I started driving the cab at 4.00pm on Saturday so by 4.00am I was ready to knock off. My last fare for the night came through, destination Millbrook. Not knowing where Millbrook was I asked the customers, a young couple, who replied a little nervously, out the back of Yallingup. A long ride. We set off, via an ATM to get enough money to pay the fare, and when we reached the area they directed me up a succession of dirt tracks, heading towards a chalet high on the hill. Then came the unexpected news ,"oh, there's a tree across the track here, you've got to go around it". Fair enough I thought! Wrong! The detour was sloped and slippery and sure enough I got the cab bogged! Not deeply but just enough for the wheels to spin on the wet surface and refuse to grip.
I turned off the meter and we got out and attempted to dig it out and put some tree branches under the wheels to gain some traction. No luck. So one of the customers, the girl, set off up the hill to awaken their friends in the chalet and bring back help in the shape of a car and a rope. We hooked it up and tried pulling the cab out, with limited success. We managed to extricate it from it's most bogged position but could not drag it up the slope and back onto the track. A second, bigger car was sought but it was not successful either, managing to snap the rope instead.
By this time my absence from Busselton was causing concern and one of the other drivers called to see where I was.
When I described my predicament he said "no worries, I'll bring my rope and come and pull you out." The battery is flat too I confessed. "No worries, I've got a battery pack". When I mentioned the tree across the track he became even more enthusiastic, "I'll bring my chainsaw too"!
A man for all seasons!
With help on the way I sent the customers on their way to bed and awaited my rescuer.
He duly arrived, sized up the situation, and set about the task. A small tree was impeding the path so he reached for his chain saw, eyes filled with glee! Sadly for him he couldn't get it started. "Must be out of fuel" He whipped out a fuel can and filled the tank then resumed his efforts to get it started. No good. Meanwhile I managed to break the offending branch off with my hands and cleared the path. He quietly put the chain saw away and set about tying the rope, complete with a "perfect bowline".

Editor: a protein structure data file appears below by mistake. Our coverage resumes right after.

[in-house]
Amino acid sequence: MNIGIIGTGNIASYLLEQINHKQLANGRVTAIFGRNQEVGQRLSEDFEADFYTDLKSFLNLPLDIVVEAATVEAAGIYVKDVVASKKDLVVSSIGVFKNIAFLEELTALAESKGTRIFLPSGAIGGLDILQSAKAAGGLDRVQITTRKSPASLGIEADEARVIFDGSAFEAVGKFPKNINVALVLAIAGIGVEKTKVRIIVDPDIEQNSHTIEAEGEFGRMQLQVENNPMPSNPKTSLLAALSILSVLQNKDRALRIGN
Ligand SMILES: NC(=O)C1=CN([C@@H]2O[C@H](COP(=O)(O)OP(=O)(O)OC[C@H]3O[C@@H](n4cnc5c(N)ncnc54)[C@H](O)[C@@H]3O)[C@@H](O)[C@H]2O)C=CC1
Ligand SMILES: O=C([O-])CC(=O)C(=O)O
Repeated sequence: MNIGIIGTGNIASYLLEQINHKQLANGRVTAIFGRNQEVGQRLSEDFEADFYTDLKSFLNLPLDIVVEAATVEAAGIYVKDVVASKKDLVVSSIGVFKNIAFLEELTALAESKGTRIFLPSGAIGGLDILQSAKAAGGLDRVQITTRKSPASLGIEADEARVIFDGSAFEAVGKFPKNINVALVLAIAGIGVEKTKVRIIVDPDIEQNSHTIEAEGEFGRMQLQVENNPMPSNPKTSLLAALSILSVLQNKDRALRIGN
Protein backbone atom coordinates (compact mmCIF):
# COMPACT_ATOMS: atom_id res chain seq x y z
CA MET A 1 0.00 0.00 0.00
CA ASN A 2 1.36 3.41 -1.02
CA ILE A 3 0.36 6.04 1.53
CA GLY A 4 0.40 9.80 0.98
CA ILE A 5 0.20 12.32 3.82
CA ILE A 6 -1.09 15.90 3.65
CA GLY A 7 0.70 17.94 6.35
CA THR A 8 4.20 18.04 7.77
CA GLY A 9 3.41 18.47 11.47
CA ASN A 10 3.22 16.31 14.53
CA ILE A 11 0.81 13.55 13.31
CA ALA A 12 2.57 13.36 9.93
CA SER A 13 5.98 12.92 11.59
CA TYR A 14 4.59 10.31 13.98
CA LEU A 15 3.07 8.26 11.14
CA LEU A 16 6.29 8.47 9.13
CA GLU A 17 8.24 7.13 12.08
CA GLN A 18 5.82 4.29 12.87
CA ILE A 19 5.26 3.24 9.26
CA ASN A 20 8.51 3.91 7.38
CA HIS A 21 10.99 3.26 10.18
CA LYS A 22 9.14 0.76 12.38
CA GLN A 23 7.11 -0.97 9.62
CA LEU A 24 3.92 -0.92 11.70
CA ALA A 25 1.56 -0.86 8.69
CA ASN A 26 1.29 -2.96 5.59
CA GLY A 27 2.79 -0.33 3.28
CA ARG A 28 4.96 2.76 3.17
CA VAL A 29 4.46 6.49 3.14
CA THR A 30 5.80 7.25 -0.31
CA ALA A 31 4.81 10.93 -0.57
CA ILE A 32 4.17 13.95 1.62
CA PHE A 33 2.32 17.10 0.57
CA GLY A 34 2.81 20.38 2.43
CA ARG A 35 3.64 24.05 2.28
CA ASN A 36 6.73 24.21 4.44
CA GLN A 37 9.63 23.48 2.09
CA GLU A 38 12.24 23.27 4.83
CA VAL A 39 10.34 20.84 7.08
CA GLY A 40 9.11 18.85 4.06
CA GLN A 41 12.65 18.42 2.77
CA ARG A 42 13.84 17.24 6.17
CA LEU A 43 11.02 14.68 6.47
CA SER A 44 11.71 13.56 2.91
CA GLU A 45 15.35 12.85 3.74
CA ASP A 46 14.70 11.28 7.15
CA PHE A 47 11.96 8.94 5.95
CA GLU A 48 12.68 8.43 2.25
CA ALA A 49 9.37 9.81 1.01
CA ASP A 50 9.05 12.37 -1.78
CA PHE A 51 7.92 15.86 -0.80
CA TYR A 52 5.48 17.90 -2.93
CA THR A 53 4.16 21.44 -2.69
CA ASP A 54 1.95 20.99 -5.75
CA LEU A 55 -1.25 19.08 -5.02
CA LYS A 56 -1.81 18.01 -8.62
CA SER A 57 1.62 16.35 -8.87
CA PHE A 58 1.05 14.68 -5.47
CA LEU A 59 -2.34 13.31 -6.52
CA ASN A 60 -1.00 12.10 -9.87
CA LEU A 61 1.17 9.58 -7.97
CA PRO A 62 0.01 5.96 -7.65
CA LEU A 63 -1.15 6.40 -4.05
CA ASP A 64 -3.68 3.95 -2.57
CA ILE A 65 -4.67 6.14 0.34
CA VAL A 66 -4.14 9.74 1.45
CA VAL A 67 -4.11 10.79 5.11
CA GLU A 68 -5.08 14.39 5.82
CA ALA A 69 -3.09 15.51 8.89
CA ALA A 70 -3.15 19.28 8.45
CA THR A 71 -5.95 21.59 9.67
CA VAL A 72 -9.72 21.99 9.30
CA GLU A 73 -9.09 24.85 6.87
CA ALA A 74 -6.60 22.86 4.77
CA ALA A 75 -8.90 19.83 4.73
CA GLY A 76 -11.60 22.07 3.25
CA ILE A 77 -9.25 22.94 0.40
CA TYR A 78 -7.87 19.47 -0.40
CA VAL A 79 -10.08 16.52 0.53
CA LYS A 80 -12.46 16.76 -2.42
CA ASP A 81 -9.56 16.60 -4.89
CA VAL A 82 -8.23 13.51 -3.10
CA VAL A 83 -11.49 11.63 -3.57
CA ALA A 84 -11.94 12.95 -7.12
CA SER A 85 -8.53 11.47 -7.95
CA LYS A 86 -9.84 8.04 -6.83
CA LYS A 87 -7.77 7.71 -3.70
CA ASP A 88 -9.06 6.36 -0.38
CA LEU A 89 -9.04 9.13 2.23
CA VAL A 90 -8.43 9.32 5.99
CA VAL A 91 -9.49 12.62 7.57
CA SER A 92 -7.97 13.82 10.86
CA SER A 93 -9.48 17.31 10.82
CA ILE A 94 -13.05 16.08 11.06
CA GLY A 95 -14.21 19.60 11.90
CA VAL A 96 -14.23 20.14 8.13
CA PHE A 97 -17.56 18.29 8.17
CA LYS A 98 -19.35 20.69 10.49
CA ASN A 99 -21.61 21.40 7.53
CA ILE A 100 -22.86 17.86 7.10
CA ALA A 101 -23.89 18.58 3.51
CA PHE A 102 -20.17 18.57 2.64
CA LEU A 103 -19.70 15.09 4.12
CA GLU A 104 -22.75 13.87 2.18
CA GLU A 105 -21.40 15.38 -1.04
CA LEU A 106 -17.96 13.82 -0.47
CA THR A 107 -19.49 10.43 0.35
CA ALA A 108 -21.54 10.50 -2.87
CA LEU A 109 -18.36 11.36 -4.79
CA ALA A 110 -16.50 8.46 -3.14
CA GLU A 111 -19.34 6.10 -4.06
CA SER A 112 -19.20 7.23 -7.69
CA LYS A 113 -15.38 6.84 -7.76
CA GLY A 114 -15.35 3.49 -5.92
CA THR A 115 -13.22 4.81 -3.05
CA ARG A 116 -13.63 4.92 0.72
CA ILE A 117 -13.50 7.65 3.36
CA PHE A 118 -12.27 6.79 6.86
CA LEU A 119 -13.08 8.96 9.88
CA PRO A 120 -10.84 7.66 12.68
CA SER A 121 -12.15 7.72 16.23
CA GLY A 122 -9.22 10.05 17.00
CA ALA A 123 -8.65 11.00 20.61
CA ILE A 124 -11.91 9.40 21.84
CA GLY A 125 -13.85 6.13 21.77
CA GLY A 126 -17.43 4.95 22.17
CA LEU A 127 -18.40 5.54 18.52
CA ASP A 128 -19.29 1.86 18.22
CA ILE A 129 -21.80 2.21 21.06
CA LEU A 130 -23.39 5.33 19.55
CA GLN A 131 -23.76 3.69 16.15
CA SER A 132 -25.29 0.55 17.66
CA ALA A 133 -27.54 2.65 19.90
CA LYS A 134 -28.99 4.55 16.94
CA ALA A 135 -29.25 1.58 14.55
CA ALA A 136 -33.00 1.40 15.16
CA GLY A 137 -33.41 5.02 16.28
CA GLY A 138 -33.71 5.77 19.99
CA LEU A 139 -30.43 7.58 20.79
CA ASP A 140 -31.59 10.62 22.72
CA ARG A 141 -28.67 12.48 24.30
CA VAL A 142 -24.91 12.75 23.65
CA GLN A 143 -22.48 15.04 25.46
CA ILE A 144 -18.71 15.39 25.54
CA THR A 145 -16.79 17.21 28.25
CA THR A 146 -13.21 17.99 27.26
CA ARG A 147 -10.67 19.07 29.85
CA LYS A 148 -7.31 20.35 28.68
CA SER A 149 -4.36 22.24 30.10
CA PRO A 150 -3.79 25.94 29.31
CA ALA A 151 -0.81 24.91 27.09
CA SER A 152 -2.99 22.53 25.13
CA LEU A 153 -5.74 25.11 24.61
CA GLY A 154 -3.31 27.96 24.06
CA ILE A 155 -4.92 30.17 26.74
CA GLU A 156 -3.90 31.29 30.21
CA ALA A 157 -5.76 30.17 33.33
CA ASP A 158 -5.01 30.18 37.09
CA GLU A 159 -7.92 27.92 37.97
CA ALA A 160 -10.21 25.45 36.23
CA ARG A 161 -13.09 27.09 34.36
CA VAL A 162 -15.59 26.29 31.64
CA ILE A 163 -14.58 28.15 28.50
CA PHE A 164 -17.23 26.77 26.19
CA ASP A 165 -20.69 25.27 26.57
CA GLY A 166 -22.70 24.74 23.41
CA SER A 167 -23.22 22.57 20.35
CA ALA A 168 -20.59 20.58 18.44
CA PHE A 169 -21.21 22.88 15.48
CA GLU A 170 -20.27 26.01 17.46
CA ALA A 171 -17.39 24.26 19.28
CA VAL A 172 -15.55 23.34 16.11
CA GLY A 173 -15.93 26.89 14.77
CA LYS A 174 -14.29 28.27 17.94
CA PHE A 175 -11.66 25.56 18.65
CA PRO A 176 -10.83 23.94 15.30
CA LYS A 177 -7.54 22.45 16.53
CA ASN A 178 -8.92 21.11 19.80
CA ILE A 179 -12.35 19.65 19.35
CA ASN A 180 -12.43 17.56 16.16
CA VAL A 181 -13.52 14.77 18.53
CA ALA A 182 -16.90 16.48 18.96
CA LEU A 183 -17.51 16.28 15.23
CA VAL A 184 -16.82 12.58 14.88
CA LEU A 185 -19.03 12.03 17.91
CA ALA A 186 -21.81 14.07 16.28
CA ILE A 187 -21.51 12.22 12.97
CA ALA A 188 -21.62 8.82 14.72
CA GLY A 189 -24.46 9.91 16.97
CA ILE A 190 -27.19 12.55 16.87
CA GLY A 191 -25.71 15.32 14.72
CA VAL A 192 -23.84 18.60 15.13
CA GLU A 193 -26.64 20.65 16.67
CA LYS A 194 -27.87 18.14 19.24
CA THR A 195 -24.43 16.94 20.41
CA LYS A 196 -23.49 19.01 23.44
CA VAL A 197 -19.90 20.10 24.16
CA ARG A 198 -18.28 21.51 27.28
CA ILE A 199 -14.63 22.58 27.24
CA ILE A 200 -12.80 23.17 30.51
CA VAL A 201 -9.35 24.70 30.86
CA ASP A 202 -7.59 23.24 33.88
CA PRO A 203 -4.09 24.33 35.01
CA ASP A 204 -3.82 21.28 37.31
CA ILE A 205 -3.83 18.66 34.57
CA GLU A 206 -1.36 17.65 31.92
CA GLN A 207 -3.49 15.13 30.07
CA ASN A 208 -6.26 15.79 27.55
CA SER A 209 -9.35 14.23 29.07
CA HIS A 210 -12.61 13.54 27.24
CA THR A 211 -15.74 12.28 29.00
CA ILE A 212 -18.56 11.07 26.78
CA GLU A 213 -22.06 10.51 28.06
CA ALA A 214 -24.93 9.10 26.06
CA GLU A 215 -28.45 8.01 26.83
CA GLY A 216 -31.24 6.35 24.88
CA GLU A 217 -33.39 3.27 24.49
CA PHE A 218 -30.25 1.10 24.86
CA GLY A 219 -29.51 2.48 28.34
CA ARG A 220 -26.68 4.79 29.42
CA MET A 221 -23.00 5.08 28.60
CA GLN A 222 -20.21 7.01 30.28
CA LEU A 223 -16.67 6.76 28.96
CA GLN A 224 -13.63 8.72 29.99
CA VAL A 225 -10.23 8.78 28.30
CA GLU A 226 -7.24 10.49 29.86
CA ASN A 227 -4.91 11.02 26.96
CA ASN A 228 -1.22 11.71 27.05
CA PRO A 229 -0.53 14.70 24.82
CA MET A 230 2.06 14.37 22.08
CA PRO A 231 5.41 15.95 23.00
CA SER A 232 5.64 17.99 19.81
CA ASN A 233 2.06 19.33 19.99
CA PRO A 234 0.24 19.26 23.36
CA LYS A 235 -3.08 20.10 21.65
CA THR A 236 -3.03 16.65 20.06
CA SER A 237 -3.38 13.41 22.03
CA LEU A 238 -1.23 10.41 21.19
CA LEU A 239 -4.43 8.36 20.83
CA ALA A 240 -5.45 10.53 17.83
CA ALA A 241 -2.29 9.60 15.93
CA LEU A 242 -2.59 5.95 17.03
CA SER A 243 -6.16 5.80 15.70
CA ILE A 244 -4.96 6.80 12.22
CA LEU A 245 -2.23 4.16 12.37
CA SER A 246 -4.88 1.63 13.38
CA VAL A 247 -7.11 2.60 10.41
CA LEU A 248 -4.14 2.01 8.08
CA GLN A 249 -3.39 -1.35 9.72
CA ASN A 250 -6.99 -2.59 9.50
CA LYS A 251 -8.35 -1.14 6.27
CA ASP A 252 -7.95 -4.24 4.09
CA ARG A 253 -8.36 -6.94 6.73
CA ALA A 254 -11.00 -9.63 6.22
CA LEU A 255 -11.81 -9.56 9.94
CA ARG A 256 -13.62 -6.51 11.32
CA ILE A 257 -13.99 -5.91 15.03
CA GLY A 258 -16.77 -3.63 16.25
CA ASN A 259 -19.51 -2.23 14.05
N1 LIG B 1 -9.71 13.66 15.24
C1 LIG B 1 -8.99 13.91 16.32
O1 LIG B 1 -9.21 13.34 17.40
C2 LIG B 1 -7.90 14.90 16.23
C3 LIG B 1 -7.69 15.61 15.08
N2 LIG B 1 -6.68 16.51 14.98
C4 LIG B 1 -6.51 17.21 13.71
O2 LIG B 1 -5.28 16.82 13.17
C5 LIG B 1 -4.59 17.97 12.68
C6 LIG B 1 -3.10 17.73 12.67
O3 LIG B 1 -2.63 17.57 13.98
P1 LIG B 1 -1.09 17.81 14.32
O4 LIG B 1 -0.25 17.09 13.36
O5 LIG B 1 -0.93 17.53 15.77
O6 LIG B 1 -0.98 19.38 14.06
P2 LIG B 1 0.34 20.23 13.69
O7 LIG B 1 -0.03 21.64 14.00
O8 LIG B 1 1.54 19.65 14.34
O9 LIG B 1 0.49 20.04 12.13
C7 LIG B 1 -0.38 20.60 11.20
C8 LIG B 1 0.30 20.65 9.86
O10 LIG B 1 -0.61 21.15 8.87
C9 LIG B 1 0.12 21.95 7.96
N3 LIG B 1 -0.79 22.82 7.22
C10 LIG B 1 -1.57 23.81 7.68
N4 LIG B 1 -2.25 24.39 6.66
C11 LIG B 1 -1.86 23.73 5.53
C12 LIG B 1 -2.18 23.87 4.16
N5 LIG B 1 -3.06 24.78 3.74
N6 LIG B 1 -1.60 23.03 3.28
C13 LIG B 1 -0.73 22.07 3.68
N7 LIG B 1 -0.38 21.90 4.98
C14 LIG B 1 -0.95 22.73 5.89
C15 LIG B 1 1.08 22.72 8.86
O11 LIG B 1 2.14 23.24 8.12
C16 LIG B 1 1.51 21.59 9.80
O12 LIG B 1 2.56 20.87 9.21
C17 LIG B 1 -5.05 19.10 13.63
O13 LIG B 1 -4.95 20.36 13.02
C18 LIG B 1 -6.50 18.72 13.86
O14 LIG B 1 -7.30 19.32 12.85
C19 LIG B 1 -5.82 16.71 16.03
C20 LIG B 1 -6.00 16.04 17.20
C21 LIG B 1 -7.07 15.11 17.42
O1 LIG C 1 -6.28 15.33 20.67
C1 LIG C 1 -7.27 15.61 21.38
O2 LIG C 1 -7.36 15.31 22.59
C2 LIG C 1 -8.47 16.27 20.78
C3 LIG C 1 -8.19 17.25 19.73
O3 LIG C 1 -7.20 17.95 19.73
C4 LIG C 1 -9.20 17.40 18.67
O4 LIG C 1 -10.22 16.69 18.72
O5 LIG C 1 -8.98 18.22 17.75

Once charged the cab duly started. Next came the pulling phase. It came out pretty easily and we were soon back on the road, heading for home, some two hours after leaving town in the first place.
I got home at 6.30.
My next dilemma was that I'd arranged to meet a bloke at 8.30 to try and get The Heir's car going, it having been stuck at work for a week when he couldn't get it started.
I knew if I went to bed at 6.30 there was Buckley's chance of me waking up and getting to Broadwater by 8.30. So I bravely decided to stay up, and parked in front of the computer and web surfed as my eyes fought a desperate battle to close.
Finally 8.30 loomed but I knew I wasn't safe to drive in such a state of tiredness so I reluctantly awoke Mrs Holt Press and asked her to drive me to Broadwater. She readily agreed and we set off. John met us there and with a vastly superior mechanical knowledge than I, and an impressive array of tools with which to do the job, he set about working out what was wrong with the car. Spark plugs? OK Fuel supply? OK Battery? Not OK. Out came his mega battery pack; a few minutes later the car was sufficiently recharged to burst into life, and we were able to drive it home. Good job.
By then I'd got my second wind so we decided to go to the markets then out for breakfast at Samovar, both of which were very enjoyable.
We got home about 11.00 and I went to bed at last.
The only problem was, I was due on roster at the gallery at 1.00!
The two hours sleep seemed to last about 15 minutes!
I managed to drag myself out of bed and down to the gallery where Mrs Holt Press had preceded me to hold the fort until I was conscious enough to relieve her.
The gallery was mercifully quiet all afternoon and I passed the time working on some small paintings and listening to the footy.
From there it was a relatively short hop to the point where I set the scene on the blog on Sunday night.
There is more to the story but I figure that by Tuesday night, the abridged version will have to suffice.